Direct elections will open up our party to more minority participation. To my knowledge there has never been a black Republican County Chairman in Illinois. And while there has been at least one black Deputy State Central Committeeman in the past, to my knowledge there has never been a black State Central Committeeman – even in areas of Chicago that are predominantly black. Our current system has made it too easy for the old bosses to get their pals in anywhere. Real elections provide no guarantee the composition changes. But at least a black Republican – any Republican for that matter – would have a fighting chance that doesn’t currently exist.


Direct elections will mean more women in Party leadership. Passage of the direct election resolution means we’ll return to the system where we’ll elect a State Central Committeeman and a State Central Committeewoman from each Congressional District every four years. This is not a “quota system” any more than the Republican National Committee has a quota system utilizing essentially the identical method. It is our current system that truly makes light of gender. While there are a few women on the State Central Committee now – most of the members are white males. And under the system we have now, the State Central Committeeman picks a Deputy State Central Committeeman – and that Deputy must be of the opposite gender. So as a practical matter, in the big majority of cases, a woman is being hand-picked by one man to hold the mostly window-dressing post of Deputy. Restoring direct elections means that starting with the next election for the entire State Central Committee in 2014, there will be an equal number of men and women running the Illinois Republican Party. Women will be on an equal plane – and not simply relegated to having mostly the Deputy spots. With direct elections, the largely patronizing “Deputy” title goes away.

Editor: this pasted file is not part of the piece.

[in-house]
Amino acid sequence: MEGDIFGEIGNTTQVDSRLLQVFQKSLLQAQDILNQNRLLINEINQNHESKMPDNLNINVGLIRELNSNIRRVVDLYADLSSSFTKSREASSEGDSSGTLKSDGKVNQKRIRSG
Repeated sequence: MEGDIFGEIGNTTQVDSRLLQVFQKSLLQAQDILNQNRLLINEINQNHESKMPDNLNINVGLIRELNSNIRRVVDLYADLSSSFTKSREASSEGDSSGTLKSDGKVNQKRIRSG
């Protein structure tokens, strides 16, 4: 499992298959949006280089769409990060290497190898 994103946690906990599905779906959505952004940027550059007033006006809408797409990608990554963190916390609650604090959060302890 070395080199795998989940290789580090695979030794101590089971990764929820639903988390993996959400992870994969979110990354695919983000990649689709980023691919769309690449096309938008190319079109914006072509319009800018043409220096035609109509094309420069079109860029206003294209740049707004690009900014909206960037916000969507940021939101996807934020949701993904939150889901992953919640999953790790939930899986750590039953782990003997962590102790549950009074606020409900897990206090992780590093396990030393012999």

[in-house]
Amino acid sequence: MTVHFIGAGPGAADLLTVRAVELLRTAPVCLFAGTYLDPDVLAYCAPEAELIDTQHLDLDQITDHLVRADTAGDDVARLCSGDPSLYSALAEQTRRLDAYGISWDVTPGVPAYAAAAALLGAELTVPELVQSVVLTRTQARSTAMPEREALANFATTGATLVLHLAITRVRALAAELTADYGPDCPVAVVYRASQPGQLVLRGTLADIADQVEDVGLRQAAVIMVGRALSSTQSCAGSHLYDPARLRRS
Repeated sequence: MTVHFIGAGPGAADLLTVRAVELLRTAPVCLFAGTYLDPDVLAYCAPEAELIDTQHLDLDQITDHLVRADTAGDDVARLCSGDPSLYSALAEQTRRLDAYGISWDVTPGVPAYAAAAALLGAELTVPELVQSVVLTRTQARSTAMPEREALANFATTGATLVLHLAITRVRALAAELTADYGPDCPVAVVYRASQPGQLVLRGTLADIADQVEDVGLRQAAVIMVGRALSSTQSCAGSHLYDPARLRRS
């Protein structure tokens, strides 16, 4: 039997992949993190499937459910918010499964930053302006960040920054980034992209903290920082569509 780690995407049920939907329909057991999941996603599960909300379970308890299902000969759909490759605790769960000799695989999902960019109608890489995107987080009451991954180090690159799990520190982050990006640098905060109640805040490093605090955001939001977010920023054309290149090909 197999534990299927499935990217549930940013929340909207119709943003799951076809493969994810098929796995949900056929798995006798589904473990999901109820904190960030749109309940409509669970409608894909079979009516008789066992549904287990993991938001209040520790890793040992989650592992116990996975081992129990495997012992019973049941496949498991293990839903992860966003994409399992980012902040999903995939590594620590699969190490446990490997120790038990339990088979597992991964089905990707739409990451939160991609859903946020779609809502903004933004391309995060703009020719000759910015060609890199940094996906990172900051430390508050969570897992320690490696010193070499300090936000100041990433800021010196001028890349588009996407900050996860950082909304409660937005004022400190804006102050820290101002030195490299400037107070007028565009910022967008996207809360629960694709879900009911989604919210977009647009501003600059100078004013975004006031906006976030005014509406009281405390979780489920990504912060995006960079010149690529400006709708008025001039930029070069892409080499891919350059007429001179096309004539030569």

Direct elections will energize the Illinois Republican Party overnight. Once incumbent members realize they’ll have to face Republican voters in a real election on a date certain, many of the destructive games we witness today will stop. Our officials – or at least the smart ones – will have to get serious. Right now we’ve got officials who spend almost all of their time spreading lies, rigging conventions – and just basically not doing their jobs. Much time and energy is currently being wasted just trying to keep Republican voters voiceless and disenfranchised in their own Party. Real elections mean your representative at the State Party will finally have an incentive to listen to you and return your phone calls. Those that want to remain under the radar should be swept out with the real elections coming up in 2014.


Direct elections represent the only realistic way we’ll get a better State Party Chairman. Shareholders of a corporation directly elect a board of directors who then elect the chairman of the board. Similarly, Republican voters elect precinct committeemen (or in the case of Cook County, ward or township committeemen) who then elect a GOP County Chairman. The Illinois Republican Party is an entirely separate legal entity from any County Republican organization. Just like Republican voters directly elect the precinct committeemen who elect the Chairman of the County Party, Republicans should have the right to directly elect the State Central Committee members who elect the Chairman of the State Party. That’s the reasonable system – the one we had for many decades. The one we have now is a jury-rigged, artificially created mess. And if you want a State Party Chairman better than Pat Brady, or Andy McKenna before that, or Judy Baar Topinka before that – you have to have a voice in picking the State Central Committee members who in turn pick the Chairman.



Doug Ibendahl is a Chicago Attorney and a former General Counsel of the Illinois Republican Party.